05 SES 01, Student (Dis-)Engagement : Narratives, Attitudes towards Services and Supports, and Educational Programme Choice (1)
Confidential: The report on which this abstract is based is not yet in the public domain. This abstract is for review purposes only, therefore, and it should not be used or reported in any other way.
There have been varied European solutions to the educational underachievement of children and families in economically disadvantaged families. Many have been individual initiatives such as parenting programmes or programmes in particular curriculum areas such as reading. There has also been a history of integrated area-based approaches such as: England’s extended schools and Education Action Zones (EAZ); Berlin’s 'One Square Kilometre of Education'; Flanders’ initiatives for local communities; or the Netherlands’ integrated children’s centres.
Over the past 10-15 years, England has experienced multiple centrally-driven initiatives to tackle educational disadvantage. However, the advent of a new centre-right coalition government in 2010 has resulted in a move in some aspects of education policy away from centrally-driven initiatives and towards decision-making at the local – and p[artyicularly school – level. In line with this development, the ‘Pupil Premium’ is part of an overarching government strategy to improve support for children, young people and families, focusing on the most disadvantaged. It takes the form of additional funding allocated to schools on the basis of the numbers of children entitled to free school meals (FSM) and children who have been looked after in public care. The expectation is that this additional funding will be used to support actions which improve the outcomes and life chances of pupils experiencing disadvantage. A distinctive feature of Pupil Premium is that schools have been given the autonomy to decide how the funding is spent, on the grounds that they are in the best position to know which pupils are likely to benefit most, and what kinds of provision will make a difference for these pupils.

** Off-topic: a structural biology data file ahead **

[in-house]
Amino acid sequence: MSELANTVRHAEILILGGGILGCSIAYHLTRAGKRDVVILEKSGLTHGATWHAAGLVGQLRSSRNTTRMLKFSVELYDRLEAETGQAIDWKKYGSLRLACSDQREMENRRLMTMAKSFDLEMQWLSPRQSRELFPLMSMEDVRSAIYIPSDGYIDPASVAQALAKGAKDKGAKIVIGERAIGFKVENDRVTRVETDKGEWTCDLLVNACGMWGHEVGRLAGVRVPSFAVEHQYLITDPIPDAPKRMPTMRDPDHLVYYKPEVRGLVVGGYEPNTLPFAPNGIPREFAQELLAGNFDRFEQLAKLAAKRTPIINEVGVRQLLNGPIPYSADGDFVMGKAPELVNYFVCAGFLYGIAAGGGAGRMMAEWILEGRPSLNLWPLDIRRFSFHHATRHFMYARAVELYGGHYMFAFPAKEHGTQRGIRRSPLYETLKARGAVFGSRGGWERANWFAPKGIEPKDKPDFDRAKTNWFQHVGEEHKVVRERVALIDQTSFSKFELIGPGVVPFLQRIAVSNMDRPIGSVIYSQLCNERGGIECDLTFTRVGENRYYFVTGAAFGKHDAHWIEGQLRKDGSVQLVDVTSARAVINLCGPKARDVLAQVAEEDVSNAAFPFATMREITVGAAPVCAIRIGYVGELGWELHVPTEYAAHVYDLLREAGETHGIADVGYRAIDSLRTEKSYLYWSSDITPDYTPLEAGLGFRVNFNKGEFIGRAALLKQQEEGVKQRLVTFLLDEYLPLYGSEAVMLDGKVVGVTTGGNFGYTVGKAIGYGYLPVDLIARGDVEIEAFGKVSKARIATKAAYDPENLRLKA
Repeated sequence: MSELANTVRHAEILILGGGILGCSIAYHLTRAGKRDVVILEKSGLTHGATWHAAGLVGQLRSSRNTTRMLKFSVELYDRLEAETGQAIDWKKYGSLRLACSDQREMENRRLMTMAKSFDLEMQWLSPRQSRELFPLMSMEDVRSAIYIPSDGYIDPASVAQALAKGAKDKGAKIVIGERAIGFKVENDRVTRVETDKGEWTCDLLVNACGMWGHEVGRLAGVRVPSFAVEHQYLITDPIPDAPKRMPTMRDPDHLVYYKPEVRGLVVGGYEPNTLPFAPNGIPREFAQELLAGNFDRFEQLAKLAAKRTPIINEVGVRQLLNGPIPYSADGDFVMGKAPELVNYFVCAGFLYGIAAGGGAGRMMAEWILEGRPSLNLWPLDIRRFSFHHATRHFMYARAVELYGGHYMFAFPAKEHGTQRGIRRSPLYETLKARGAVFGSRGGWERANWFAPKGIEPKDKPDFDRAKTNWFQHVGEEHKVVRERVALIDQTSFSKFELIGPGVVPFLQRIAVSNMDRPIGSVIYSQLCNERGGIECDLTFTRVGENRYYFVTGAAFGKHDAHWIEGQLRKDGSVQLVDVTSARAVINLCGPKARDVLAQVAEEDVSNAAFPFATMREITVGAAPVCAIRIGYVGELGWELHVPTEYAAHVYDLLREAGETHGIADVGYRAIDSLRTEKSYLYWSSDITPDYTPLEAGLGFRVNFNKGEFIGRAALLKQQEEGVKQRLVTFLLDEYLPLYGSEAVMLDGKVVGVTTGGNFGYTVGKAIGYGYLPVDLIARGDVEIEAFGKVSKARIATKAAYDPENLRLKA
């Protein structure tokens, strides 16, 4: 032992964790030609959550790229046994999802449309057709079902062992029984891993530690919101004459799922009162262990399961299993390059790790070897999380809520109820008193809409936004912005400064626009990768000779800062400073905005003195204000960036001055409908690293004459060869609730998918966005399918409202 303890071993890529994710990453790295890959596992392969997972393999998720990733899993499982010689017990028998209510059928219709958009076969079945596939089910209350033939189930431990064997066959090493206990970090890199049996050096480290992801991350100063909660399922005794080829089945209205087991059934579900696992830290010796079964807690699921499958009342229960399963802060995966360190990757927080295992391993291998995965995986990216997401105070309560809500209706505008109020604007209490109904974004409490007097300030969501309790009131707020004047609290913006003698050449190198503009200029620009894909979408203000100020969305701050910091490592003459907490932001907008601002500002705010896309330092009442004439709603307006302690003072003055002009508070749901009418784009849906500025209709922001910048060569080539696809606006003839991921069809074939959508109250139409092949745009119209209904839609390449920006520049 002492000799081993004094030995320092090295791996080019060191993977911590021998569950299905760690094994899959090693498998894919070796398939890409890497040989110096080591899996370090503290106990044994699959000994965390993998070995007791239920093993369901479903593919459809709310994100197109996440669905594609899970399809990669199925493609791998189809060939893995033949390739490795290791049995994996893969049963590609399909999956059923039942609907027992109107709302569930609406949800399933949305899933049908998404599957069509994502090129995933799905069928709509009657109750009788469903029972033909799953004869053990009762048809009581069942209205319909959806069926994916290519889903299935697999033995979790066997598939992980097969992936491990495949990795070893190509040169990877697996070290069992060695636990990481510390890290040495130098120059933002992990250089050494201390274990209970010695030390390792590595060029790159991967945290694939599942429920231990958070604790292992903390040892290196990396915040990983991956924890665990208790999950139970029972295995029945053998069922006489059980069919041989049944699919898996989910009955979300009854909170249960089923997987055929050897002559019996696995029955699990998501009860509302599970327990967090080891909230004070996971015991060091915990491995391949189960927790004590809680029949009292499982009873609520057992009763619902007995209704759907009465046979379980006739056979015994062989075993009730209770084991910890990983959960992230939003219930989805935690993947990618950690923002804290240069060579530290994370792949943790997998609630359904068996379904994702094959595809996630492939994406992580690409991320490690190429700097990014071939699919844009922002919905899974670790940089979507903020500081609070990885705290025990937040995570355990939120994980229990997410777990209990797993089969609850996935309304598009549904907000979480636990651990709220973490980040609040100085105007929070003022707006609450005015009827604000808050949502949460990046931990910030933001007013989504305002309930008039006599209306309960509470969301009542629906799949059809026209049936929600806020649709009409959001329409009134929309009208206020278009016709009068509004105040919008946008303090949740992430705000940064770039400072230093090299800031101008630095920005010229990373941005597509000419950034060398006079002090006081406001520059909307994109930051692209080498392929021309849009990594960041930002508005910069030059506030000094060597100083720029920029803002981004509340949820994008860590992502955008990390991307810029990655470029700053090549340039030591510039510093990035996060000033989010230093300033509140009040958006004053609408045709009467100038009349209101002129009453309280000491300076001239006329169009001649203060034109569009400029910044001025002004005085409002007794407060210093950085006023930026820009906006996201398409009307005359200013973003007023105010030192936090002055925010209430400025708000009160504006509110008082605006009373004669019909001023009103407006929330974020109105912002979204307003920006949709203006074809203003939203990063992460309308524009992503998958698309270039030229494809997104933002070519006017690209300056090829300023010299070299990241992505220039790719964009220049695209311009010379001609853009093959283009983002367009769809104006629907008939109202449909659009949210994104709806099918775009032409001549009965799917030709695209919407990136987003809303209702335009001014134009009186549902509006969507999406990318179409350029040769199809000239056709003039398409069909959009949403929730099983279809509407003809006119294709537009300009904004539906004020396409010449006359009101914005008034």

This paper looks at our government funded research investigating how schools (primary, secondary and special) spent Pupil Premium funds (and future plans), how they decided to spend the Pupil Premium, differences in spending patterns between schools with different characteristics, and school perceptions of the impact of Pupil Premium funding so far. The research focuses on the findings from 30 case study schools (primary, secondary and special) across England. The schools varied widely, for example in whether the populations were predominantly advantaged or disadvantaged, in the ethnic composition, in the average pupil achievement and in geographical location.
Cummings, Dyson & Todd (2011) Beyond the School Gates: Can full service and extended schools overcome disadvantage? London: Routledge. For further information, go to http://www.routledge.com/books/details/9780415548755/
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